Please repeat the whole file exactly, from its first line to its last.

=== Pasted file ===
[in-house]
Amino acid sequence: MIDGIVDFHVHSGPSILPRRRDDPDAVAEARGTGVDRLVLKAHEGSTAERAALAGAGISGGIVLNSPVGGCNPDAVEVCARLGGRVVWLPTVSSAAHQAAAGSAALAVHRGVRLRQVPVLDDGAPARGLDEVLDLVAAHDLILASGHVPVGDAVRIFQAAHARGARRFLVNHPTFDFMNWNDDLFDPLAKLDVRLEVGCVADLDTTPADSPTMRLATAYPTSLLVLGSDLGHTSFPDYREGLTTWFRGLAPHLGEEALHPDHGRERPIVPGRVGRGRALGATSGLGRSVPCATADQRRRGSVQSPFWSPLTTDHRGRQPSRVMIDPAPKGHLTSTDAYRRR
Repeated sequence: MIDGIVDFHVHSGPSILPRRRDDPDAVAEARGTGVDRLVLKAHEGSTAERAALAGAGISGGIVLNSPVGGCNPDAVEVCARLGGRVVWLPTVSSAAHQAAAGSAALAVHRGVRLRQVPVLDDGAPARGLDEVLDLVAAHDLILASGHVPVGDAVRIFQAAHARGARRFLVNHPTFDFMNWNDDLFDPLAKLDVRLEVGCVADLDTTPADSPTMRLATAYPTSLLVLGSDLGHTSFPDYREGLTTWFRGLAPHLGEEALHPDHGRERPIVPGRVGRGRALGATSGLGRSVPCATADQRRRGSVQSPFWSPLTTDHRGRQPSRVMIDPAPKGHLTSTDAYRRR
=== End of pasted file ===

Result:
[in-house]
Amino acid sequence: MIDGIVDFHVHSGPSILPRRRDDPDAVAEARGTGVDRLVLKAHEGSTAERAALAGAGISGGIVLNSPVGGCNPDAVEVCARLGGRVVWLPTVSSAAHQAAAGSAALAVHRGVRLRQVPVLDDGAPARGLDEVLDLVAAHDLILASGHVPVGDAVRIFQAAHARGARRFLVNHPTFDFMNWNDDLFDPLAKLDVRLEVGCVADLDTTPADSPTMRLATAYPTSLLVLGSDLGHTSFPDYREGLTTWFRGLAPHLGEEALHPDHGRERPIVPGRVGRGRALGATSGLGRSVPCATADQRRRGSVQSPFWSPLTTDHRGRQPSRVMIDPAPKGHLTSTDAYRRR
Repeated sequence: MIDGIVDFHVHSGPSILPRRRDDPDAVAEARGTGVDRLVLKAHEGSTAERAALAGAGISGGIVLNSPVGGCNPDAVEVCARLGGRVVWLPTVSSAAHQAAAGSAALAVHRGVRLRQVPVLDDGAPARGLDEVLDLVAAHDLILASGHVPVGDAVRIFQAAHARGARRFLVNHPTFDFMNWNDDLFDPLAKLDVRLEVGCVADLDTTPADSPTMRLATAYPTSLLVLGSDLGHTSFPDYREGLTTWFRGLAPHLGEEALHPDHGRERPIVPGRVGRGRALGATSGLGRSVPCATADQRRRGSVQSPFWSPLTTDHRGRQPSRVMIDPAPKGHLTSTDAYRRR